Meta has joined the race in developing artificial intelligence (AI) chatbots with its very own LLaMA (Large Language Model Meta AI) model, challenging the likes of OpenAI’s ChatGPT, Google’s Bard, Microsoft’s Bing Chat and Baidu’s Ernie Bot.
Meta CEO Mark Zuckerberg announced its launch in a Facebook post. “LLMs have shown a lot of promise in generating text, having conversations, summarizing written material, and more complicated tasks like solving math theorems or predicting protein structures,” he explained.
In a Meta AI blog post, the company describes LLaMA as a “smaller, more performant” model, needing less processing power and resources than its competitors.
“Training smaller foundation models like LLaMA is desirable in the large language model space because it requires far less computing power and resources to test new approaches, validate others’ work, and explore new use cases. Foundation models train on a large set of unlabeled data, which makes them ideal for fine-tuning for a variety of tasks,” the post wrote.
Meta will make LLaMA available at 7B, 13B, 33B, and 65B parameters, while also sharing a LLaMA model card explaining how the model was built in with their responsible AI practices.
Full research access with regards to large language models are still limited due to the resources it would require to train them, but smaller models like LLaMA are trained on more tokens, making them easier to fine-tune for more specific cases. “We trained LLaMA 65B and LLaMA 33B on 1.4 trillion tokens. Our smallest model, LLaMA 7B, is trained on one trillion tokens,” the post explained.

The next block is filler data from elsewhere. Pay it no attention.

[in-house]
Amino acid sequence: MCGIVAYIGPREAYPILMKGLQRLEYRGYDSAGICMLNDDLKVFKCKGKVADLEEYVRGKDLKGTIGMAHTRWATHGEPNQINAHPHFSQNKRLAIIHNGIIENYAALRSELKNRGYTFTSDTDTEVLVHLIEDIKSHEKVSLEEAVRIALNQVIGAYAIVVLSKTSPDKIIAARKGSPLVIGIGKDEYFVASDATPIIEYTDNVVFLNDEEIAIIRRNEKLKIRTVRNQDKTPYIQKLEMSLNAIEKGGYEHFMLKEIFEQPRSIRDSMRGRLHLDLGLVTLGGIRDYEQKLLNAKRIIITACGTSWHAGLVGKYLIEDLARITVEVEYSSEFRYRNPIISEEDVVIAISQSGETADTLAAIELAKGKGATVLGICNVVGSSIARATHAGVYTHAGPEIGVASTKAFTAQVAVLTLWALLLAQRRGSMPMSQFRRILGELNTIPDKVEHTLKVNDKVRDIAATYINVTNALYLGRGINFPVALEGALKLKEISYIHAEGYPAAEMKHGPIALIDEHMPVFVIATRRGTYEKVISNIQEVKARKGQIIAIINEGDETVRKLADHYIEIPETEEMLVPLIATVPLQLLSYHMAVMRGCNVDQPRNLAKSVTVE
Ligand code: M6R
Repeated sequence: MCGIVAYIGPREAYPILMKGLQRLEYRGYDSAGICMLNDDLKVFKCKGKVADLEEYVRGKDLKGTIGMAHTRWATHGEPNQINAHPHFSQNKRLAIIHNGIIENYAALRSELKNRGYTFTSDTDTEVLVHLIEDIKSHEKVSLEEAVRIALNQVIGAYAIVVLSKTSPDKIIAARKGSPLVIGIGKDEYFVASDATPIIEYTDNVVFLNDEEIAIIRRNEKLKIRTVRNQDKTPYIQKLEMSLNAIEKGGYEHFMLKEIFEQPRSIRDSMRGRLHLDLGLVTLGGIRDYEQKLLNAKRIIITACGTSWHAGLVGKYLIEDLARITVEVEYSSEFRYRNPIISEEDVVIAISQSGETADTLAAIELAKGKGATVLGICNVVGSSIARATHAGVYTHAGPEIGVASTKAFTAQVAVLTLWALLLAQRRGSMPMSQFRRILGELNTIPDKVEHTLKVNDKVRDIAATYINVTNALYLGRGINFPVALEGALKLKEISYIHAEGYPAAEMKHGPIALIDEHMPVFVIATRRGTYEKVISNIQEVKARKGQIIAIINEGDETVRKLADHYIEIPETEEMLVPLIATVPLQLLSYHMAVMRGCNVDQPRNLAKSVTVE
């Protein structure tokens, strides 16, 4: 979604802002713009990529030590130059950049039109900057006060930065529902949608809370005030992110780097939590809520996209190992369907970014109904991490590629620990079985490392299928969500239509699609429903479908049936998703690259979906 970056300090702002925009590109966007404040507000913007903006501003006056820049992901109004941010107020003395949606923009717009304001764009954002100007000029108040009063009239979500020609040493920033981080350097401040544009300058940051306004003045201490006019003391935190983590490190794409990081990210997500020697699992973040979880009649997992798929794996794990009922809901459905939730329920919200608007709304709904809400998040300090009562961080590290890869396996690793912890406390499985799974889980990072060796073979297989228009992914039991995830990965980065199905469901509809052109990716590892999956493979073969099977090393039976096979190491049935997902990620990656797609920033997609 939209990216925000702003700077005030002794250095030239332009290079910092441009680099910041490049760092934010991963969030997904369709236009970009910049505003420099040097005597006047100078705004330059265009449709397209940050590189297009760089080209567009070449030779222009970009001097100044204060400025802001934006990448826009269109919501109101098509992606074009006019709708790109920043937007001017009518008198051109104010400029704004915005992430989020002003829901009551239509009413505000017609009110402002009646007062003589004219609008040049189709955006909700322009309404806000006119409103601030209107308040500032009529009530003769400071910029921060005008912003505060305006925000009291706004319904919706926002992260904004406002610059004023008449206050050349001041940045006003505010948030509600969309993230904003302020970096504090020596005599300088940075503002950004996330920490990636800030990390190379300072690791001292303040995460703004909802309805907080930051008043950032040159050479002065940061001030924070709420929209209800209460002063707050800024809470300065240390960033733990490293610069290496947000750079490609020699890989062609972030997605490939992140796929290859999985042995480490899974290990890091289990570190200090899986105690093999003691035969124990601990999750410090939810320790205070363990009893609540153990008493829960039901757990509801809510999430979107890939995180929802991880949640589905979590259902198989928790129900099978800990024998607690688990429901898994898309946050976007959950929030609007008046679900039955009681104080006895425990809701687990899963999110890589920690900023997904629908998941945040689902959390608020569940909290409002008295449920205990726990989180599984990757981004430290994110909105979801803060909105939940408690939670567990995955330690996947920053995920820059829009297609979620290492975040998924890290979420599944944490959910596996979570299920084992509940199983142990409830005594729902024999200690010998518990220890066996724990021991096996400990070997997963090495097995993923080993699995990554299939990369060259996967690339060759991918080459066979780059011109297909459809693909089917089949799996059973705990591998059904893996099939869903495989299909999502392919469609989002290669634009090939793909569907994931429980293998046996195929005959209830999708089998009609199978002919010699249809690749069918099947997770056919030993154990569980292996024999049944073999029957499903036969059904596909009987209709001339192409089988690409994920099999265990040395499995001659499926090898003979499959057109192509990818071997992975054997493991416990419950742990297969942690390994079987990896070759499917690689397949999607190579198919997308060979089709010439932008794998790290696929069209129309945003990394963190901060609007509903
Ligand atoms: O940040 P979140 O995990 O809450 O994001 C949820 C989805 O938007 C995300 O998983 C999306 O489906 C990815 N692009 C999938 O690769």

Much like its competitors, Meta has also shared disclaimers with regards to its new AI chatbot, claiming that more research needs to be done to address the risks of bias, toxic comments and hallucination with models like LLaMA. “Like other models, LLaMA shares these challenges,” the post wrote.
While services such as ChatGPT have been available to all users upon release, it is still unknown when Meta plans to roll out its LLaMA model to the general public.
According to the company, limited access to LLaMA will “maintain its integrity and prevent misuse.” For now, access to Meta’s new AI chatbot will only be granted to academic researchers, and government, civil society and academic organizations on a case-by-case basis.